Ha ha!
No, I didn’t know that the Tokyo section is the easiest for Japanese
readers to understand, and no, I don’t think you Tokyoites are any simpler
than us Hiroshimanians. (Go Carp!) I suppose I was trying to get around
the problems of portraying a non-English speaking character in English in
the first person narrative mode by keeping things as simple and clear as

In previous interviews you’ve talked about finding the beauty in the
ugliness of Japan. Did you have another go at Japan in number9dream because you felt you hadn’t sufficiently captured this in Ghostwritten? Is Japan now finished as a location for you as a writer?

I could spend the rest of my life writing books about Japan and never
feel I had captured it. Cultures are, by definition, vaster than books,
like a lake is bigger than any pot.
I wrote NUMBER9DREAM because I had learnt more about the country and itspeople by then, mostly through teaching students in a university; because Iwanted to use and preserve all the thoughts and impressions I had about thecountry; because I was itching to write it.
Japan doesn’t appear in my third or fourth novel, but my fifth, which I
will begin in summer, will be a monstrous historical novel set on Deshima in
Nagasaki between 1790 and 1810. Odd-numbered chapters will be narrated by gaijins, even-numbered chapters will be narrated by Japanese. I can’t wait to begin.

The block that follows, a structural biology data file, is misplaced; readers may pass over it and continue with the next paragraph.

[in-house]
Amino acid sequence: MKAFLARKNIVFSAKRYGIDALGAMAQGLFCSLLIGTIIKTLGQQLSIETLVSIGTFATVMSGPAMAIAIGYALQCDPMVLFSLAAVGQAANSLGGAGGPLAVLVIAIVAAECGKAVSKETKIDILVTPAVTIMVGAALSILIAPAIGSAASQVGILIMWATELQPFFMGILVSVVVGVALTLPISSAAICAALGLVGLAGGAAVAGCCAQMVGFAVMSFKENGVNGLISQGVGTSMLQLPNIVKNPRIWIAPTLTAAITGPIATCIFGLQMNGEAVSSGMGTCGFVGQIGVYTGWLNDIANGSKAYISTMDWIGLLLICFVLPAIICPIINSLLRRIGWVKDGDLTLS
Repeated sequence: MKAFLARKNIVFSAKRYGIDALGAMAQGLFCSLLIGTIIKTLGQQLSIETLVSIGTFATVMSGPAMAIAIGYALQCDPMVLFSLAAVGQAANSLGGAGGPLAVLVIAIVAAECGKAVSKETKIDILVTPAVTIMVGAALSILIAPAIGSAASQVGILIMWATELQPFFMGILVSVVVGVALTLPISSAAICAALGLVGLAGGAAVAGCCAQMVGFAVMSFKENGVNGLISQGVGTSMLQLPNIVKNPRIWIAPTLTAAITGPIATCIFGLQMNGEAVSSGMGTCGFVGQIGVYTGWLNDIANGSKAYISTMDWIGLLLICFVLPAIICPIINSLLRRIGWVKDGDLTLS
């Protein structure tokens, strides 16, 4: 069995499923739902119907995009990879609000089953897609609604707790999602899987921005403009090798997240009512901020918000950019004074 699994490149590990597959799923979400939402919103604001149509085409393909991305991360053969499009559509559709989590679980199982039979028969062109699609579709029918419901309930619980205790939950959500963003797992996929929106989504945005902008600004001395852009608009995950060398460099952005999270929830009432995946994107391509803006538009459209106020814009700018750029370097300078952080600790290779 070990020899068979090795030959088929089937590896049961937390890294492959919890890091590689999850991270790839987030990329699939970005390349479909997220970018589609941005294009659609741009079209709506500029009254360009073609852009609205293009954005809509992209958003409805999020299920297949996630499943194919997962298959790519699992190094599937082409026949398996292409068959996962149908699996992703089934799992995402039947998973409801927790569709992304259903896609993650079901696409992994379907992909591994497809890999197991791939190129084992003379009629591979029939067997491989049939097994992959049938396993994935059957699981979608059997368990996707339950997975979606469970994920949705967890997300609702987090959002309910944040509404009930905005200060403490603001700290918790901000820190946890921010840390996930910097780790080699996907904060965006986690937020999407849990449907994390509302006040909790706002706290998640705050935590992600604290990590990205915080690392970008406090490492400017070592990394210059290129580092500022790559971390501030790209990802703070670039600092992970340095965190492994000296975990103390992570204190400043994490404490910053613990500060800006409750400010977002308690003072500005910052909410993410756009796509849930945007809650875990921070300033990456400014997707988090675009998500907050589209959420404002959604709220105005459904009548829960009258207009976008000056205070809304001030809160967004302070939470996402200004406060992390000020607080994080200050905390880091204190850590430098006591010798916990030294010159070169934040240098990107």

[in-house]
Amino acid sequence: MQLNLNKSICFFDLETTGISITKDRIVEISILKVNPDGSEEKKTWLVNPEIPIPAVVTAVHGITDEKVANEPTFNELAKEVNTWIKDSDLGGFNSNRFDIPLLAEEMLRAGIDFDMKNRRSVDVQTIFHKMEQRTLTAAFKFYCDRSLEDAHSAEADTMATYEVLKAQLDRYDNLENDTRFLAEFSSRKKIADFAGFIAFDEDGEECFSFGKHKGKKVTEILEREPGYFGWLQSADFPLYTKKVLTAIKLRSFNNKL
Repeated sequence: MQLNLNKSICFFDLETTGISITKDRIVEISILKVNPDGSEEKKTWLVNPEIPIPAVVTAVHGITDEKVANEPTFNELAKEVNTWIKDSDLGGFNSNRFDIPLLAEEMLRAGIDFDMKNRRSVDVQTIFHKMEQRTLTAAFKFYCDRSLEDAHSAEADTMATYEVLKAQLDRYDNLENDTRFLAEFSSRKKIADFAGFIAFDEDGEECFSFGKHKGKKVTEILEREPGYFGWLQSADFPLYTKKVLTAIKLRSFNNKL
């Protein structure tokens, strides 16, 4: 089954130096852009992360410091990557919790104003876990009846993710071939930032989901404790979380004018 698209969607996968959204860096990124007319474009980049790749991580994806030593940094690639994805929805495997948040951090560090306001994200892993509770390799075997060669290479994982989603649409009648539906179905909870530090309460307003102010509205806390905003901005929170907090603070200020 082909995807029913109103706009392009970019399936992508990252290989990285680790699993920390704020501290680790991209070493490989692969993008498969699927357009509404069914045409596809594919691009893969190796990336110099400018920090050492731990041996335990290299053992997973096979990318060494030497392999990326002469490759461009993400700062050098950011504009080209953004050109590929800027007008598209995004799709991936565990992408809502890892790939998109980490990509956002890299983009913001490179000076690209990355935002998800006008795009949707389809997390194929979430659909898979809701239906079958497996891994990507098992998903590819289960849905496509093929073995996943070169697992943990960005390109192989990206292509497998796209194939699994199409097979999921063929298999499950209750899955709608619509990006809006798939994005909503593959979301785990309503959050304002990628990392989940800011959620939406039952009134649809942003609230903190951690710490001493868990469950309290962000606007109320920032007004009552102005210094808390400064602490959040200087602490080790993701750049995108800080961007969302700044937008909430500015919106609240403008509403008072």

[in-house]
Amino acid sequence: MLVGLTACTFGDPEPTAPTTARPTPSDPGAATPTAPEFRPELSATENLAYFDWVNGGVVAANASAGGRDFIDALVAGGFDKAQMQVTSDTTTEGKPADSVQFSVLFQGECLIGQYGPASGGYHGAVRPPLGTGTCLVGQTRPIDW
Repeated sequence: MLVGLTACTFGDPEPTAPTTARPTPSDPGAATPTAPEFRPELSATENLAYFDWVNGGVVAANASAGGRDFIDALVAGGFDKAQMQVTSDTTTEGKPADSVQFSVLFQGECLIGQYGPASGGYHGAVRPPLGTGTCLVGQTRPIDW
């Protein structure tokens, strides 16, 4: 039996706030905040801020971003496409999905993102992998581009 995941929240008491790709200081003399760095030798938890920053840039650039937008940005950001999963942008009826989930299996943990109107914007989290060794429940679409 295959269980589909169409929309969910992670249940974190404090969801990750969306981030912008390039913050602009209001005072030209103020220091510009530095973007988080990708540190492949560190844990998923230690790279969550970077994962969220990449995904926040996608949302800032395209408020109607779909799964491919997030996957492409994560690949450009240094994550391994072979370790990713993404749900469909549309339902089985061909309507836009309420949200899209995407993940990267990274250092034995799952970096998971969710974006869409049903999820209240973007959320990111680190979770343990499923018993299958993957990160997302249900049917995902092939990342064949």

Oe Kenzaburo has taken Murakami Haruki to task for not dealing with the
lived experience of most Japanese people. You’re clearly influenced by
Murakami. At the same time, you’ve said elsewhere that you wanted to avoid the Japan of cherry blossoms and Mount Fuji. Is there any risk that using Murakami as a guide and model is equally dangerous, and falsifies your depiction of modern Japan? Could Murakami be a modern version of Mount Fuji?

Gosh, I’m kind of glad I’m not answering these questions on live TV!
I was infatuated with A WIND-UP BIRD CHRONICLE when I wrote
NUMBER9DREAM, but I’m a little more objective these days. (Plus,
Murakami-san hasn’t really written anything as good since, apart from the
short stories in AFTER THE QUAKE). I think it is fair to say that he was my
guide and model for a while, but I’m learning other things from other
writers now.
Yes, you’re right, there is a danger that some people might confuse
Japan with Murakamiland, just as the USA is confused with Hollywood. I
suppose the only solution is for people like you to provide alternatives.

You’ve had a brilliant career, and in a very short time have become a
highly-respected and fantastically successful writer. Do you have any

Mmm, not sure if my accountant would agree with the ‘fantastically’ bit,
but thank you.

No disappointments, not really. ‘Disappointment’ is more a question of attitude than of fact. My last two books were shortlisted for the Booker
but didn’t win – if I wanted to, I could call those failures to win
‘disappointments’ but that would be to ignore all the good things that
happened to me and the books because they were shortlisted. If you are ever teachers yourselves, you may have the experience of teaching a class of 40 students where 20 students are asleep and another 10 not really paying much attention. But if you have 10 or 5 or even 1 student who is in tune with you, that class is rewarding. In a similar way, if I know I have a few
readers who enjoy what I write, that’s enough. I can earn a living out of
doing what I LOVE, and that makes me a lucky man. Disappointments shouldn’tbe carried around with you – disappointments should be learnt from and then flushed down the toilet as quickly as possible.